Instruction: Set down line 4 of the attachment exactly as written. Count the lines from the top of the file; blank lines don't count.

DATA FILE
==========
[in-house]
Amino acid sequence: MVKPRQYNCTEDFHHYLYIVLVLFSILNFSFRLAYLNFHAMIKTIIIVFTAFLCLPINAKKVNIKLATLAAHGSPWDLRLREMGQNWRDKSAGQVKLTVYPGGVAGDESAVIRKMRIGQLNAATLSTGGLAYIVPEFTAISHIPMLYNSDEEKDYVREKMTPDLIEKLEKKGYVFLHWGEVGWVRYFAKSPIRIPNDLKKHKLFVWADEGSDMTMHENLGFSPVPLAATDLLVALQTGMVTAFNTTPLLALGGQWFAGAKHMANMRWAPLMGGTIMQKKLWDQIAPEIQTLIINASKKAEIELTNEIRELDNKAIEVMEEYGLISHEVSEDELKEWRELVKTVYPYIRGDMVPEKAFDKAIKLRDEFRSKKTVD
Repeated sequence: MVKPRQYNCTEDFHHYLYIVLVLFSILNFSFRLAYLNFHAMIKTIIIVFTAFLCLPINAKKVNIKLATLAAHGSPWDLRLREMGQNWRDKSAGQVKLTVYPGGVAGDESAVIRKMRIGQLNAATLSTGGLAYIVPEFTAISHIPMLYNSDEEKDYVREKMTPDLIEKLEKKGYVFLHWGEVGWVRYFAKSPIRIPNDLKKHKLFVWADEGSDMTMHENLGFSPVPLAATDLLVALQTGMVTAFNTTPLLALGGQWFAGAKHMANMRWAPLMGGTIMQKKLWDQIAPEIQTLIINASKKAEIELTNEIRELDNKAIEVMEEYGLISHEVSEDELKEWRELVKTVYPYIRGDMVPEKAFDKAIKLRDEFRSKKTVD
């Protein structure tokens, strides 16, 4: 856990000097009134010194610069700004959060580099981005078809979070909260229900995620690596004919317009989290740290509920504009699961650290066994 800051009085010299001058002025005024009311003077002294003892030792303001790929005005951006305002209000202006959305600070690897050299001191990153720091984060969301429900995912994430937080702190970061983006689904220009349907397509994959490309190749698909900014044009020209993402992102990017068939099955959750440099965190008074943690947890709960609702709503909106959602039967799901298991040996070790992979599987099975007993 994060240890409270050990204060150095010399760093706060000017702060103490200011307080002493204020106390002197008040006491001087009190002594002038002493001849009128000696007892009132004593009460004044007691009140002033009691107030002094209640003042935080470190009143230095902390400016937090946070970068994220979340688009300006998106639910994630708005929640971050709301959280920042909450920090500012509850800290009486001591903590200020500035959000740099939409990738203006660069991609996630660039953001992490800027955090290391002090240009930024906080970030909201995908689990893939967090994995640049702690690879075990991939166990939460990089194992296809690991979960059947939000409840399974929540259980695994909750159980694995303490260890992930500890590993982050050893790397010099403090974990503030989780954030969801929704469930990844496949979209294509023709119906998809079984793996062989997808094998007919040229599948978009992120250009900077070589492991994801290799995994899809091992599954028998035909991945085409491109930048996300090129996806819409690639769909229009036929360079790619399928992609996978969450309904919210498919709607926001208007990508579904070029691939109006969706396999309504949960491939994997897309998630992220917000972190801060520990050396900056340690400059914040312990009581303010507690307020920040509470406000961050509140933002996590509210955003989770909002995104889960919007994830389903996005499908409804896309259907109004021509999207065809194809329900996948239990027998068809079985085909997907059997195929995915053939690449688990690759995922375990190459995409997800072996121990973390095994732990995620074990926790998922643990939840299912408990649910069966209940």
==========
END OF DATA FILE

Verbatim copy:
């Protein structure tokens, strides 16, 4: 856990000097009134010194610069700004959060580099981005078809979070909260229900995620690596004919317009989290740290509920504009699961650290066994 800051009085010299001058002025005024009311003077002294003892030792303001790929005005951006305002209000202006959305600070690897050299001191990153720091984060969301429900995912994430937080702190970061983006689904220009349907397509994959490309190749698909900014044009020209993402992102990017068939099955959750440099965190008074943690947890709960609702709503909106959602039967799901298991040996070790992979599987099975007993 994060240890409270050990204060150095010399760093706060000017702060103490200011307080002493204020106390002197008040006491001087009190002594002038002493001849009128000696007892009132004593009460004044007691009140002033009691107030002094209640003042935080470190009143230095902390400016937090946070970068994220979340688009300006998106639910994630708005929640971050709301959280920042909450920090500012509850800290009486001591903590200020500035959000740099939409990738203006660069991609996630660039953001992490800027955090290391002090240009930024906080970030909201995908689990893939967090994995640049702690690879075990991939166990939460990089194992296809690991979960059947939000409840399974929540259980695994909750159980694995303490260890992930500890590993982050050893790397010099403090974990503030989780954030969801929704469930990844496949979209294509023709119906998809079984793996062989997808094998007919040229599948978009992120250009900077070589492991994801290799995994899809091992599954028998035909991945085409491109930048996300090129996806819409690639769909229009036929360079790619399928992609996978969450309904919210498919709607926001208007990508579904070029691939109006969706396999309504949960491939994997897309998630992220917000972190801060520990050396900056340690400059914040312990009581303010507690307020920040509470406000961050509140933002996590509210955003989770909002995104889960919007994830389903996005499908409804896309259907109004021509999207065809194809329900996948239990027998068809079985085909997907059997195929995915053939690449688990690759995922375990190459995409997800072996121990973390095994732990995620074990926790998922643990939840299912408990649910069966209940």